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  • Three years ago, the identification of Zealandia as a continent made global headlines.

    Now, newly published results from the scientific drilling expedition reveal the largely submerged Zealandia continent, which stretches across five million square kilometres beneath the southwest Pacific Ocean, was shaped by two tectonic events.

    First it was ripped away from Australia and Antarctica, and then it was carved by forces that started the Pacific Ring of Fire.

    Find out more in this article that is republished from The Conversation, under Creative Commons licence CC BY-ND 4.0.

    Rights: Rupert Sutherland,Victoria University of Wellington and Gerald Dickens, Rice University

    Ring of Fire

    The Ring of Fire is a horseshoe shaped area that circles the Pacific Ocean where a large number of earthquakes and volcanic eruptions occur. It generates 75% of the world’s volcanoes and 80% of the world’s earthquakes.

    Why Zealandia is so different to other continents

    Zealandia has an unusual geography for a continent. More than half the surface area of Earth’s other six continents are composed of low-lying land and shallow seas, and they have relatively narrow mountain ranges and steep continental slopes in the deep ocean.

    In contrast, Zealandia is mostly hidden beneath more than one kilometre of water and could be classified as more than 90% continental slope. This makes it a challenge to explore.

    The first scientific drilling expedition to sample in the area where we now know Zealandia is, took place in 1972 between Australia, New Zealand and New Caledonia. The results suggested tectonic forces stretched and thinned Zealandia’s crust until it was ripped from the ancient supercontinent Gondwana about 85 million years ago, during the time of dinosaurs. This created a deep ocean: the Tasman Sea.

    The evidence remains compelling that this is at least part of the answer to how the geography of Zealandia formed. But detailed surveys during the 1990s and 2000s, carried out to establish sovereignty over the Zealandia continental mass by New Zealand, Australia and France, suggested other contributing factors.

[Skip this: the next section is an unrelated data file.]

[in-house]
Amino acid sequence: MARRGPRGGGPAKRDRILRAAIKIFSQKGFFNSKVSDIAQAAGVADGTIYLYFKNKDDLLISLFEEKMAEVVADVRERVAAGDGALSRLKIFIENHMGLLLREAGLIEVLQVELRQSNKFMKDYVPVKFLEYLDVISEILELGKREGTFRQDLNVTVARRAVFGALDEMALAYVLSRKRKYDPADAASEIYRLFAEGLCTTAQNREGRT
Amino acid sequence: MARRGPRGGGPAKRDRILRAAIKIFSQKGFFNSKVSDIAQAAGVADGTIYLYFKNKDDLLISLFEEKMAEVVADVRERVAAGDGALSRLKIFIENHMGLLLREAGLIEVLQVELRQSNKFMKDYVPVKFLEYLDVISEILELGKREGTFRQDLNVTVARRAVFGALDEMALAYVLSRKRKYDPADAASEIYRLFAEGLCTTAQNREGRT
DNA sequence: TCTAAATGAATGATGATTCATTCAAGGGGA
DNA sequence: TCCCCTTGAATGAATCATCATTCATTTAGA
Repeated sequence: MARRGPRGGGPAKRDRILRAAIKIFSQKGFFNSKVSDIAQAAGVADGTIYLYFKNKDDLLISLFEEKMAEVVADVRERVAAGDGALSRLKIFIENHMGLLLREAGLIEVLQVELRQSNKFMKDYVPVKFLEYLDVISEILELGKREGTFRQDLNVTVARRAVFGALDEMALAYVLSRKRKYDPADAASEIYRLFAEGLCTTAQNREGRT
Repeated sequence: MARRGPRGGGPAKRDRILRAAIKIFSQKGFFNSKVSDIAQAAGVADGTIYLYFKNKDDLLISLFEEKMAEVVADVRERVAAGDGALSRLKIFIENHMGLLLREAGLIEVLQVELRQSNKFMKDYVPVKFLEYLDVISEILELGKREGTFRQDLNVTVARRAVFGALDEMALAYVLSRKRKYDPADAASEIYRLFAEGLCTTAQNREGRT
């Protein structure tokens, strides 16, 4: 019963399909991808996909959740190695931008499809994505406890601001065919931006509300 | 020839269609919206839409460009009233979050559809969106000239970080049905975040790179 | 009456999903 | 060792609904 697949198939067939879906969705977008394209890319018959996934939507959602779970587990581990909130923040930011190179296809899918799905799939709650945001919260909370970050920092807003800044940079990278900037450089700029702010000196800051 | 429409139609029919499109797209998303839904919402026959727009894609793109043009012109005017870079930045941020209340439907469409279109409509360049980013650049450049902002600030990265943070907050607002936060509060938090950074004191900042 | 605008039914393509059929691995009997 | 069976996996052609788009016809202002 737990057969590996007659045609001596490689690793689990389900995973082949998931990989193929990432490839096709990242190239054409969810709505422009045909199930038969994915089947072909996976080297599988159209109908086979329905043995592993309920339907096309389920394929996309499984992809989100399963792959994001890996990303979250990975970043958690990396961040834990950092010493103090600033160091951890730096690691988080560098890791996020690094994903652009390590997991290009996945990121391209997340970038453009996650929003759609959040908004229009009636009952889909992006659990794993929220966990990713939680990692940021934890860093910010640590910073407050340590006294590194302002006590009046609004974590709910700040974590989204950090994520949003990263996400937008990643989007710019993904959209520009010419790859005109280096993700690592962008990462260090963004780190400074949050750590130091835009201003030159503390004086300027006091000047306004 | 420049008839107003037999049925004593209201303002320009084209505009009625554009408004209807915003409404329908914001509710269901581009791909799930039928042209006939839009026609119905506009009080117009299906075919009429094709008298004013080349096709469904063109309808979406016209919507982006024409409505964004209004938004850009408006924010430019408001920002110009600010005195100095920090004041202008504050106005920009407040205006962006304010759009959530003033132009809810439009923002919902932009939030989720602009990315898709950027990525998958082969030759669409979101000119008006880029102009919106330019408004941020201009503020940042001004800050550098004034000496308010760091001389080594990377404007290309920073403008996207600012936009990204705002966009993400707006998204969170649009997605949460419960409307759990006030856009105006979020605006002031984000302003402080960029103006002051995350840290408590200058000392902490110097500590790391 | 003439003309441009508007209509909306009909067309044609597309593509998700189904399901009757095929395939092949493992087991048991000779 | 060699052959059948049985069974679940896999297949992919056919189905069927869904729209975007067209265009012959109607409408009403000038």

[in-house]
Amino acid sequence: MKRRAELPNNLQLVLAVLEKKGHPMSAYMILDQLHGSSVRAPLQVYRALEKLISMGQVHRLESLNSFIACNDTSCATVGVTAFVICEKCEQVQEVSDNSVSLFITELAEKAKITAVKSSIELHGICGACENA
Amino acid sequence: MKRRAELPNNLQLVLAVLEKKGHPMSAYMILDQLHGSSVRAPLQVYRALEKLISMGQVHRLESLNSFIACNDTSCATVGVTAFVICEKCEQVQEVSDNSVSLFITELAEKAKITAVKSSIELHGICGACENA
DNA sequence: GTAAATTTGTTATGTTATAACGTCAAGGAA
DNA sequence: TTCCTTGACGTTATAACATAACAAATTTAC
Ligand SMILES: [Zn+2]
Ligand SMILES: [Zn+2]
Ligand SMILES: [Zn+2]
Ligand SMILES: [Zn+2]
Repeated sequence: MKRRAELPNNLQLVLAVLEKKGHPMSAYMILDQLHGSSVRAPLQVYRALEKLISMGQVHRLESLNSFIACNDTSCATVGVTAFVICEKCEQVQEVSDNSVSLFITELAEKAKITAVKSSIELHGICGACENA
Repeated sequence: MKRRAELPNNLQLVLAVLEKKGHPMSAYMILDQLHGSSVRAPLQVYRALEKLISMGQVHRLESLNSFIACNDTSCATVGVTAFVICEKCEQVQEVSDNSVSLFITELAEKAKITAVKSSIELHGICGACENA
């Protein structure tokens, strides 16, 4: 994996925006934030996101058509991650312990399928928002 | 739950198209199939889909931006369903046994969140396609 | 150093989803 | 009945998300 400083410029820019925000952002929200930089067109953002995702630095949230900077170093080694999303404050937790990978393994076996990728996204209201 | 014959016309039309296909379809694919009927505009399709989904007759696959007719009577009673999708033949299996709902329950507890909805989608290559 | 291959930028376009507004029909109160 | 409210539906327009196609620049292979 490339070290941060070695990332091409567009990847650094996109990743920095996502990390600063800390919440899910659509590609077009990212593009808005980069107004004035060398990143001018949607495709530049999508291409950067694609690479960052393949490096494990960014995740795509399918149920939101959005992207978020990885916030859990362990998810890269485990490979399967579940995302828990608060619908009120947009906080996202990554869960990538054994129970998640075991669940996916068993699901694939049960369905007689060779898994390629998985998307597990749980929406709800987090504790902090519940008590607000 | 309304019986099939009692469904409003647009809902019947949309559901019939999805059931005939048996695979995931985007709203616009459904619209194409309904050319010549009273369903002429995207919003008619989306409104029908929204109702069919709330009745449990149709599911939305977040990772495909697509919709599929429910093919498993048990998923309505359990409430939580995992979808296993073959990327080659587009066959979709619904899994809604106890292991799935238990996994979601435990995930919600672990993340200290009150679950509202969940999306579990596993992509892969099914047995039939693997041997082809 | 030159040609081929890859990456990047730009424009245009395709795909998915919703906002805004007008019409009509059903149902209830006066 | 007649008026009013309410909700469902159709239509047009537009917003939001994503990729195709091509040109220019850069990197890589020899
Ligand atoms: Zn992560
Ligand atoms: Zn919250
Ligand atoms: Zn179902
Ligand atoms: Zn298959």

How the Pacific Ring of Fire shaped Zealandia

    In 2017, we led a nine-week expedition into the southwest Pacific as part of the International Ocean Discovery Program (IODP), with 32 scientists on board the research vessel JOIDES Resolution. Our aim was to unravel why Zealandia is so different from the other continents.

    Rights: IODP, CC BY 4.0

    Scientists from expedition 371

    Co-Chief Scientists Gerald Dickens (Rice University, USA) and Rupert Sutherland (Victoria University of Wellington, New Zealand) begin Rhizon testing in the downhole laboratory.

    Photo by Tim Fulton, IODP JRSO [Photo ID: exp371_113]

    The newly published results have been drawn from expedition 371, where we collected new samples and sought to test our hypothesis that formation of the Pacific Ring of Fire played a key role in shaping Zealandia.

    We collected sediment cores from up to 864 metres beneath the seabed at six sites far away from land or shallow water. At the deepest site, the water was five kilometres deep and our drill weighed 300 tonnes. We used fossils from three of the sites to show northern Zealandia became much shallower and likely even had land areas between 50 and 35 million years ago. At about that time, two other sites became submerged into deeper water, and then the whole region subsided an additional kilometre to its present depth.

    Rights: IODP

    Expedition #371 Drilling sites

    Expedition #371 drilled for samples at six sites, marked on this map with stars.

    These dramatic changes in northern Zealandia, an area about the size of India, coincided with buckling of rock layers (known as strata) and the formation of underwater volcanoes throughout the western Pacific.

    The Pacific Ring of Fire is a zone of volcanoes and earthquakes running along the west coasts of north and south America, past Alaska and Japan, and then through the western Pacific to New Zealand. The violent geological activity in this zone reflects deeper unrest at the boundaries of tectonic plates, caused by ‘subduction processes’ – where one tectonic plate converges on another and sinks back deep into the earth.